President of the United States

From Simple English Wikipedia, the free encyclopedia
President of the
United States of America
Joe Biden

since January 20, 2021
Member of
ResidenceWhite House
SeatWashington, D.C.
AppointerElectoral College
Term lengthFour years, renewable once
Constituting instrumentConstitution of the United States
Inaugural holderGeorge Washington[6]
FormationMarch 4, 1789
(234 years ago)
DeputyVice President of the United States
Salary$400,000 (annually)

The president of the United States (POTUS) is the head of state and head of government of the United States of America and the commander-in-chief of the United States Armed Forces. The president is also the head of the executive branch of the federal government of the United States and is the chairman of the presidential cabinet.

Joe Biden is the 46th and current president of the United States, in office since January 2021.[9]

Eligibility and requirements[change | change source]

Article II, Section 1, Clause 5 of the constitution states for a person to serve as president must:

  • be a natural-born citizen of the United States. [note 1]
  • be at least thirty-five years old.
  • be a permanent resident in the United States for at least fourteen years.

Election process and presidential terms[change | change source]

The president is indirectly elected by the people through the Electoral College to a four-year term, along with the vice presidential candidate and the incumbent vice president of the United States.[10] The presidential candidate or incumbent president must have at least 270 electoral college votes in order to win the election.

Under the Twenty-second amendment to the constitution prevents anyone from being elected president more than twice. This amendment was added after Franklin Roosevelt served four terms from 1933 until his death in 1945.

President-elect of the United States[change | change source]

The president-elect of the United States is the candidate who has won the United States presidential election and is awaiting inauguration to become the president.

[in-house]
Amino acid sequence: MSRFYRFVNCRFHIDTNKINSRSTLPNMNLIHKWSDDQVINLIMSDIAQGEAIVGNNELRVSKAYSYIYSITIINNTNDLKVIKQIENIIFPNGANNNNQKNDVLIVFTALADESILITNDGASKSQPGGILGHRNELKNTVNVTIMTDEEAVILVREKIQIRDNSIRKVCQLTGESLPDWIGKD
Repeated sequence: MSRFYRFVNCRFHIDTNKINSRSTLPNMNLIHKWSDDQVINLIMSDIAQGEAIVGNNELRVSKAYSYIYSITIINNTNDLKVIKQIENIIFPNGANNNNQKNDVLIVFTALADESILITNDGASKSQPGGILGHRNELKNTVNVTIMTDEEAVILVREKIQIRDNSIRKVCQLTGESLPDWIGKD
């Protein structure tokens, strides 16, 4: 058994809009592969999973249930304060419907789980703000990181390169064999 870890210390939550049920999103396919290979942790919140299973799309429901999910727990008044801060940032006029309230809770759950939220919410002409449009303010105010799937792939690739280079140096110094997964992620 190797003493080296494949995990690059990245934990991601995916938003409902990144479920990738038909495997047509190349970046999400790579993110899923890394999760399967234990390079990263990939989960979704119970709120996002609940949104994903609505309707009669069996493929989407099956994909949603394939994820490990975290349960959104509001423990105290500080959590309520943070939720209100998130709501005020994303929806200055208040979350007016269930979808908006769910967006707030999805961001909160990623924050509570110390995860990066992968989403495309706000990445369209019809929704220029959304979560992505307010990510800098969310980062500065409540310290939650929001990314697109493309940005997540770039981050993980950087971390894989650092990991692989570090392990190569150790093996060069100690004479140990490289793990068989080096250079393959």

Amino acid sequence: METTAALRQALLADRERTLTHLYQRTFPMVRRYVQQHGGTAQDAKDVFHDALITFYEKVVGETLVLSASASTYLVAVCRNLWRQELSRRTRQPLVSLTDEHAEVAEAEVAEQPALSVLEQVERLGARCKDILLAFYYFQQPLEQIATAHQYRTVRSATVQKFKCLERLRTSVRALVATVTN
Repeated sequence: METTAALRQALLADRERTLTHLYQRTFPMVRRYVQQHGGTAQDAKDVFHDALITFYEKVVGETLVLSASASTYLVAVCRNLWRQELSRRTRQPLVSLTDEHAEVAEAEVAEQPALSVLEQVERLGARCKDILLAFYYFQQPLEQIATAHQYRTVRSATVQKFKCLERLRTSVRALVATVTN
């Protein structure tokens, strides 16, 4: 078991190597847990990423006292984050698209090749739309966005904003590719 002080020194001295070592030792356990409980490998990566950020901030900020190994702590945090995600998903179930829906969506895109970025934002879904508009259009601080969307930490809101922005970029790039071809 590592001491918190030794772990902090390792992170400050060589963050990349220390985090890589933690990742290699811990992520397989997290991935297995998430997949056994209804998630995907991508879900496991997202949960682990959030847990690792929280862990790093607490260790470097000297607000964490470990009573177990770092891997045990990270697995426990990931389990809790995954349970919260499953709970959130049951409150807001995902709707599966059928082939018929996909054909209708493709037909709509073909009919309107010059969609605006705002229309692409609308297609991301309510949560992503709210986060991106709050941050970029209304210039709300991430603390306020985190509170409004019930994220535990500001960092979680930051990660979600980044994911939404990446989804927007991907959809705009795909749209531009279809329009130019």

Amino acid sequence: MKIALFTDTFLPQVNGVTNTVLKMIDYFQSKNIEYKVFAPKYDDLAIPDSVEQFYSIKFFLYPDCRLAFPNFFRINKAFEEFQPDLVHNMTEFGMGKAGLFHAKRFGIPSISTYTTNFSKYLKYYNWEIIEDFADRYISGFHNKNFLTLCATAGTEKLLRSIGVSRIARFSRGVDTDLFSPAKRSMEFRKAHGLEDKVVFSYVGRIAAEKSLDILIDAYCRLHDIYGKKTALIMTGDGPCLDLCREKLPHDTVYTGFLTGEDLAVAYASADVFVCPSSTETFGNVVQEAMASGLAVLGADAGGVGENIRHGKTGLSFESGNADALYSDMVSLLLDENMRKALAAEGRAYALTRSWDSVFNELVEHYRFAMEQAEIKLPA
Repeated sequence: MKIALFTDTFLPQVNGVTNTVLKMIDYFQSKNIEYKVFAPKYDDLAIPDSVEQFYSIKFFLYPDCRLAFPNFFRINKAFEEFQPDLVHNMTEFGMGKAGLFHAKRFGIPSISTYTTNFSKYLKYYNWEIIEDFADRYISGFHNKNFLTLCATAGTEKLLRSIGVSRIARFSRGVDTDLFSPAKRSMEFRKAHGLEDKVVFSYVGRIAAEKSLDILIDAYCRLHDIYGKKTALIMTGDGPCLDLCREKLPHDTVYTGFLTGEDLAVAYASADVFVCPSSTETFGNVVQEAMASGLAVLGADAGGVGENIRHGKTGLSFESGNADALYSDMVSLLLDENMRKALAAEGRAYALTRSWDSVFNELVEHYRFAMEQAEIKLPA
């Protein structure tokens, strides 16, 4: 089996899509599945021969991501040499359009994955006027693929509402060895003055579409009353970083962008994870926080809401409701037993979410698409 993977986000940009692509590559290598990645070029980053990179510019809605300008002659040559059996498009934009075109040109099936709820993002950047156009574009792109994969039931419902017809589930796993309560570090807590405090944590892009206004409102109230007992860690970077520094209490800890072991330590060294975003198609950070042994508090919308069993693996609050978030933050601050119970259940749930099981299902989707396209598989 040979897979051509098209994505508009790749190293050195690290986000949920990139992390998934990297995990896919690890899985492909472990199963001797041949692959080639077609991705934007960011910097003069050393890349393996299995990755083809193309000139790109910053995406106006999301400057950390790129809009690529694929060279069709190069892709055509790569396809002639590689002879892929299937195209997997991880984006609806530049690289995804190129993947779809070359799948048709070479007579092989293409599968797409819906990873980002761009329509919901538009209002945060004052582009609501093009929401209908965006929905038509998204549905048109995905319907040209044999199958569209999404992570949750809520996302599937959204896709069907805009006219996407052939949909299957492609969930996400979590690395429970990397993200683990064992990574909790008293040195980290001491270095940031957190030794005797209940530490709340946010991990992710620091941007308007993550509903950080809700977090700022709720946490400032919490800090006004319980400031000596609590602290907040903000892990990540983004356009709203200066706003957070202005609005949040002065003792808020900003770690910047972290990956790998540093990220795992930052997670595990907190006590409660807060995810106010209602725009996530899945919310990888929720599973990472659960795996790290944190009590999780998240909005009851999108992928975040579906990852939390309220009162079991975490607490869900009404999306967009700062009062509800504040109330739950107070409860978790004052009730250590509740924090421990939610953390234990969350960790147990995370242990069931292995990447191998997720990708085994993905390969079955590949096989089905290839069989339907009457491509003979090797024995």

Presidential inauguration[change | change source]

The United States Capitol Building, during the inauguration of Joe Biden, January 2021.
Joe Biden at his presidential inauguration as he takes the presidential office of office.

The president and vice president-elect immediately began their four-year team on inauguration day every four years on January 20. The original inauguration date was held on March 4, but was later changed in 1933.

Executive Office of the President[change | change source]

The Executive Office of the President consists of the offices and agencies that support the work of the president at the center of the executive branch of the United States federal government. The office consists of several offices and agencies, such as the White House Office, the staff working directly for and reporting to the president, including White House staff, the National Security Council, and the Office of Management and Budget.

Presidential line of succession[change | change source]

If the president dies, reigns, or is impeached, the vice president will succeed the presidential office and duties. fifteen other federal government officials also rank in the succession of the president.

Abraham Lincoln, James A. Garfield, William McKinley, and John F. Kennedy were assassinated while in office. William Henry Harrison, Zachary Taylor, Warren G. Harding and Franklin Roosevelt died from illness while president. Calvin Coolidge became president, when Warren G. Harding died while in office.

Richard Nixon is the only U.S. president to have resigned from office.

Andrew Johnson, Bill Clinton, and Donald Trump are the only presidents to have been impeached.

Travel and Transportation[change | change source]

Residences[change | change source]

The White House, Washington D.C., the official residence and workplace of the president of the United States.